=Thursday, July 30, 2009

The Funky Whistlers

Well... I promised a new mix about a week ago and it is finally ready to go. In the past I've whipped together mixes with a particular theme (take Windy City Workout and Baby Do Right By Me as fine examples), but have yet to put one together that focuses entirely on a single instrument. The idea of pooling together funky tracks that highlight the importance of a single instrument is by no means a new one. For instance, our dear friend Vincent the Soul Chef whipped together a funky guitar mix for Jemsite a few months back, while Mr. Funky 16 Corners has provided a number of smoking hot organ mixes in the past. With the solid staple of previous mixes highlighting key funk band instruments in tow, I decided to take the opposite route and throw together a mix focusing entirely on a rather 'un-funky' instrument, the flute. To keep things interesting, this mix highlights the flute playing a variety of roles. For example, in cases like Herbie Mann's Memphis Two-step, the flute plays a prominent role throughout the entire song, vamping along in a funky mode that really sets the tone for the entire track. In other cases, like Lonnie Liston Smith's Expansions, the flute remains hidden in the background while the other instruments really get things cooking, only to emerge for a brief time to treat the listener's ears to a killer funky solo. Regardless of the specific role played in each track, one thing is for certain, this mix demonstrates that in the hands of the right player even an instrument as unfunky as the flute can be mighty soulful.

The Funky Whistlers - Trunk of F.U.N.K. vol. 017

Artist – Song title - Flautist

Yusef Lateef – Nubian Lady – Yusef Lateef
Michael Howell – In The Silence – Bennie Maupin
Bobbi Humphrey – Chicago, Damn – Bobbi Humphrey
Mongo Santamaria – The Whistler – Grant Reed or Roger Glenn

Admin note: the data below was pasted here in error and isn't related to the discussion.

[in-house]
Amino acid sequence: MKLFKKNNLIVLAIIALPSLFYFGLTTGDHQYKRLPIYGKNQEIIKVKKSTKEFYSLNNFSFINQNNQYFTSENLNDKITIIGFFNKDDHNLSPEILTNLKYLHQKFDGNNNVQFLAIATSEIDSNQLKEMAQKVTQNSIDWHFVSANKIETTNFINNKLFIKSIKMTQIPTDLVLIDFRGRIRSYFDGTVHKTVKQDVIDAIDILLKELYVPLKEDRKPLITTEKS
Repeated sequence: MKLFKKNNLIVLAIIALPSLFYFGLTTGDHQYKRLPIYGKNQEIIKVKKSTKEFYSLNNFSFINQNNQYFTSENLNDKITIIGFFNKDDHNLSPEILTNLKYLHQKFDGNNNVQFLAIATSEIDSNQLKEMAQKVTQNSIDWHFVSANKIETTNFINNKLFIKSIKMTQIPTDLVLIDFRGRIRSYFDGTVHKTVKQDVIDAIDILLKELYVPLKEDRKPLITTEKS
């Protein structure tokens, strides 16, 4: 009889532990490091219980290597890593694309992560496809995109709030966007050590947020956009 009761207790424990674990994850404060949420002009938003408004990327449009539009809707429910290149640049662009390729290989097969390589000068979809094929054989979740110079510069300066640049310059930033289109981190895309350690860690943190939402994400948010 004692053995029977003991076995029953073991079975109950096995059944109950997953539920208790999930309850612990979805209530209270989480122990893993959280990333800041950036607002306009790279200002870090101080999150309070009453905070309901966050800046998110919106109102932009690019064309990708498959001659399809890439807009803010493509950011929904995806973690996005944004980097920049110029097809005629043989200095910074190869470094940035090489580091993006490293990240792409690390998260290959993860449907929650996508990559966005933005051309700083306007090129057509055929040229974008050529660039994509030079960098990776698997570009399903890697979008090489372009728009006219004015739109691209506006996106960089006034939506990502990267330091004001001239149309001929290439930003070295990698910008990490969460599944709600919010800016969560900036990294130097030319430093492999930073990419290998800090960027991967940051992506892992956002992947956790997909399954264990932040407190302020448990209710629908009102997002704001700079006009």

Lonnie Liston Smith & The Cosmic Echoes – Expansions – Donald Smith
Hank Crawford – Funky Rooster – Jeremy Steig
Herbie Mann – Memphis Two-step – Herbie Mann
Ron Carter – Uptown Conversation – Hubert Laws
Harold Johnson Sextet + - Delores – David Crawford
Cymande – Changes – Mike Rose

=Tuesday, July 21, 2009

Rocking Chair - Brothers of the Ghetto

After a VERY long hiatus, I've finally found some free time to resume providing funky nuggets for your listening pleasure. In the time since I've been withdrawn from the blogosphere this site passed the one-year anniversary mark, an event that unfortunately passed by without any commemoration by yours truly (it's not that I didn't want to do something. This site has always been a "labor of love" that sometimes needs to take the back-burner to real-life responsibilities).
Hopefully, now that I've got a better handle on the whole being a dad thing, I'll be able to get back to a level of output similar to what was common in the "early" days of Trunk of F.U.N.K.

With the extended break from mixes and singles running through my mind, I thought I'd mark my return with a blistering funk 45 from a group out of the southside of Chicago.

Rocking Chair - Brothers of the Ghetto - Ghetto

The bits of information that I have on this band are few and far between. The Brothers of the Ghetto marked the first instance of recording, arranging, and performing original music for bass player Sam Cockrell. As far as I'm aware, this 45, on the Ghetto label, is the only recording by the group known as the Brothers of the Ghetto. This is recording is not, however, the only recording by the core group of musicians. Sometime after recording this 45, the group changed their name to Majik and recorded three 45s with Willie Mitchell for the Hi label (including the highly sought dancer "Back into your Heart"). After this time, I have no idea what happened to most of the musicians in the group. What I do know is that Cockrell later went on the record a minor national hit, "Gotta Get Up" with Kevin Bell of Kool and the Gang fame. Since that time, Cockrell has remained musically active, recording and performing with his group The Groove.

Today's single, "Rocking Chair", blasts out of the gate with a short, choppy drum break that's guaranteed to get beat nerd ears ringing. Luckily, the short break isn't what makes this track, but rather the full band joining in at a similar raucous pace after only a few bars of open drums to really get things moving. When everything gets going full speed ahead, it's clear that this 45 packs the kind of energy that is guaranteed to get people out of their chairs and onto the dance floor. Clearly, that must have been what the band had in mind, as the vocals serve little purpose beyond describing in detail how to make your body do the "Rocking Chair" (if you listen closely, unlike a lot of other 'dance craze 45s', I think the vocals herein allow for a pretty great mental image of what the guy on stage doing the "Rocking Chair" must have looked like). All in all, this 45 encompasses everything that funk 45 fans look for: a great party single, a killer break, and the relished, yet rarely found energy that truly defines the funk 45.

Enjoy, and I'll be back in the next few days with an all-new mix dedicated entirely to an oft-overlooked instrument, the funky flute.